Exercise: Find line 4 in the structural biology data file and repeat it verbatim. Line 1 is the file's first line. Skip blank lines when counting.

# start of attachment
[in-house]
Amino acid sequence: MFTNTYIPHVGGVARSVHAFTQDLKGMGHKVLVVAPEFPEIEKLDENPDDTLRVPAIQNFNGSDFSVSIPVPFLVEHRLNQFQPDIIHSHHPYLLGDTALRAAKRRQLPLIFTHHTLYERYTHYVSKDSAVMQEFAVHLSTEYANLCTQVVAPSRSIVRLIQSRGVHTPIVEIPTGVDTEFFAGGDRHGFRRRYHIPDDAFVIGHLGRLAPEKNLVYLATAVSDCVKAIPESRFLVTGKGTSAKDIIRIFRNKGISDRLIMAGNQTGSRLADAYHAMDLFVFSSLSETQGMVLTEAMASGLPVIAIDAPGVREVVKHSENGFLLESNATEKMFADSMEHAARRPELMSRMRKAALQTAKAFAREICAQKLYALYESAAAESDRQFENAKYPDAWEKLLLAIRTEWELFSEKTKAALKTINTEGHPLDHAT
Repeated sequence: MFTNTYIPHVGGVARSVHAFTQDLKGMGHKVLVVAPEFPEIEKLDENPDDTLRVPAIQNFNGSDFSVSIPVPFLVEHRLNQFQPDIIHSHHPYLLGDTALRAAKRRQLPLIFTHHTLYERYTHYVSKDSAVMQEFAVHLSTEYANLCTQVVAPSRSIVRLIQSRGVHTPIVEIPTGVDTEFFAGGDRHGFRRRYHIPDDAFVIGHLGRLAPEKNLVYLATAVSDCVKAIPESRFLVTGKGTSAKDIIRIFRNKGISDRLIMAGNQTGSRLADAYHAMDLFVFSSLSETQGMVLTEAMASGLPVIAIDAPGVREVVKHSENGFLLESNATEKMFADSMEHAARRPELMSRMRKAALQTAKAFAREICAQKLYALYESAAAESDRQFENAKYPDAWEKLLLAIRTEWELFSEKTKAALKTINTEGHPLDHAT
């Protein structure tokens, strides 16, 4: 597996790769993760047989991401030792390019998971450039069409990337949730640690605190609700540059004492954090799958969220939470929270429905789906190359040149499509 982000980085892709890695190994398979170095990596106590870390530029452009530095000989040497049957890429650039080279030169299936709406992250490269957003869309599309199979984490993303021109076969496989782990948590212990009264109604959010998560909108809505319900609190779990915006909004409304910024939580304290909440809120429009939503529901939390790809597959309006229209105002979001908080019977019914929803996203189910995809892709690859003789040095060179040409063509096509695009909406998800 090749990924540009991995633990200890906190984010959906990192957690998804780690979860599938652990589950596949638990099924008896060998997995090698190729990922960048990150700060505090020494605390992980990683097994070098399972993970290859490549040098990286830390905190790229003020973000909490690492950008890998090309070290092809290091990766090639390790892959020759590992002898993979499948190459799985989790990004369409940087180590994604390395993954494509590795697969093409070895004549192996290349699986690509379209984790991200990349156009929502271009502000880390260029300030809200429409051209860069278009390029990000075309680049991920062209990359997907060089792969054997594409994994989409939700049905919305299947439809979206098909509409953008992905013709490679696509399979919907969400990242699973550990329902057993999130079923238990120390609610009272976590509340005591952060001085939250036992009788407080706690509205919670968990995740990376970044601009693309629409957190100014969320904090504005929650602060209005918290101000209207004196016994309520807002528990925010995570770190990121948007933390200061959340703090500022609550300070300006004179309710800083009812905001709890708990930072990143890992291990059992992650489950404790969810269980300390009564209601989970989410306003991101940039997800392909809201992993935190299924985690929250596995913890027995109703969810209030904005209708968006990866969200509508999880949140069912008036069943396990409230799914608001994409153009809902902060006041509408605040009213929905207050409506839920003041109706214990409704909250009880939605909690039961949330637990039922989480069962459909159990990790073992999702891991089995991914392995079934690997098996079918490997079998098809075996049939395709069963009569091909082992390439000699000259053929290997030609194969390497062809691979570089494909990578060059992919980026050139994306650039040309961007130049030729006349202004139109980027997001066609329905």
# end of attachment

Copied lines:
């Protein structure tokens, strides 16, 4: 597996790769993760047989991401030792390019998971450039069409990337949730640690605190609700540059004492954090799958969220939470929270429905789906190359040149499509 982000980085892709890695190994398979170095990596106590870390530029452009530095000989040497049957890429650039080279030169299936709406992250490269957003869309599309199979984490993303021109076969496989782990948590212990009264109604959010998560909108809505319900609190779990915006909004409304910024939580304290909440809120429009939503529901939390790809597959309006229209105002979001908080019977019914929803996203189910995809892709690859003789040095060179040409063509096509695009909406998800 090749990924540009991995633990200890906190984010959906990192957690998804780690979860599938652990589950596949638990099924008896060998997995090698190729990922960048990150700060505090020494605390992980990683097994070098399972993970290859490549040098990286830390905190790229003020973000909490690492950008890998090309070290092809290091990766090639390790892959020759590992002898993979499948190459799985989790990004369409940087180590994604390395993954494509590795697969093409070895004549192996290349699986690509379209984790991200990349156009929502271009502000880390260029300030809200429409051209860069278009390029990000075309680049991920062209990359997907060089792969054997594409994994989409939700049905919305299947439809979206098909509409953008992905013709490679696509399979919907969400990242699973550990329902057993999130079923238990120390609610009272976590509340005591952060001085939250036992009788407080706690509205919670968990995740990376970044601009693309629409957190100014969320904090504005929650602060209005918290101000209207004196016994309520807002528990925010995570770190990121948007933390200061959340703090500022609550300070300006004179309710800083009812905001709890708990930072990143890992291990059992992650489950404790969810269980300390009564209601989970989410306003991101940039997800392909809201992993935190299924985690929250596995913890027995109703969810209030904005209708968006990866969200509508999880949140069912008036069943396990409230799914608001994409153009809902902060006041509408605040009213929905207050409506839920003041109706214990409704909250009880939605909690039961949330637990039922989480069962459909159990990790073992999702891991089995991914392995079934690997098996079918490997079998098809075996049939395709069963009569091909082992390439000699000259053929290997030609194969390497062809691979570089494909990578060059992919980026050139994306650039040309961007130049030729006349202004139109980027997001066609329905």